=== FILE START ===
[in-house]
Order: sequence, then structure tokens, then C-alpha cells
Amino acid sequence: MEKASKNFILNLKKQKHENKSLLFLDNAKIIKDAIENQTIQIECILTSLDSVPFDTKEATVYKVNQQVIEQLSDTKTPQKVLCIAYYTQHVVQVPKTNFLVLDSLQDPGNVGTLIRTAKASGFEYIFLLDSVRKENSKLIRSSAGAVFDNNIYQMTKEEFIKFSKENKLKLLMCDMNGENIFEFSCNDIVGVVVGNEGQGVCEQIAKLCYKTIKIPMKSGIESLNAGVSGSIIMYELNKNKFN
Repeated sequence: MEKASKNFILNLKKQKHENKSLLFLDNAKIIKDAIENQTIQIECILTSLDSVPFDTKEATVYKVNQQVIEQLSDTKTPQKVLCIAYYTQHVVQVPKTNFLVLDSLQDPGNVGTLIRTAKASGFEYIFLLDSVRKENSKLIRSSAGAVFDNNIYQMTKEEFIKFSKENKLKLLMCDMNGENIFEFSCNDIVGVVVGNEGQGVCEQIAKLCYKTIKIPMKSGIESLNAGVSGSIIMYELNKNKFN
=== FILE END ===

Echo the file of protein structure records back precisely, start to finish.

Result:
[in-house]
Order: sequence, then structure tokens, then C-alpha cells
Amino acid sequence: MEKASKNFILNLKKQKHENKSLLFLDNAKIIKDAIENQTIQIECILTSLDSVPFDTKEATVYKVNQQVIEQLSDTKTPQKVLCIAYYTQHVVQVPKTNFLVLDSLQDPGNVGTLIRTAKASGFEYIFLLDSVRKENSKLIRSSAGAVFDNNIYQMTKEEFIKFSKENKLKLLMCDMNGENIFEFSCNDIVGVVVGNEGQGVCEQIAKLCYKTIKIPMKSGIESLNAGVSGSIIMYELNKNKFN
Repeated sequence: MEKASKNFILNLKKQKHENKSLLFLDNAKIIKDAIENQTIQIECILTSLDSVPFDTKEATVYKVNQQVIEQLSDTKTPQKVLCIAYYTQHVVQVPKTNFLVLDSLQDPGNVGTLIRTAKASGFEYIFLLDSVRKENSKLIRSSAGAVFDNNIYQMTKEEFIKFSKENKLKLLMCDMNGENIFEFSCNDIVGVVVGNEGQGVCEQIAKLCYKTIKIPMKSGIESLNAGVSGSIIMYELNKNKFN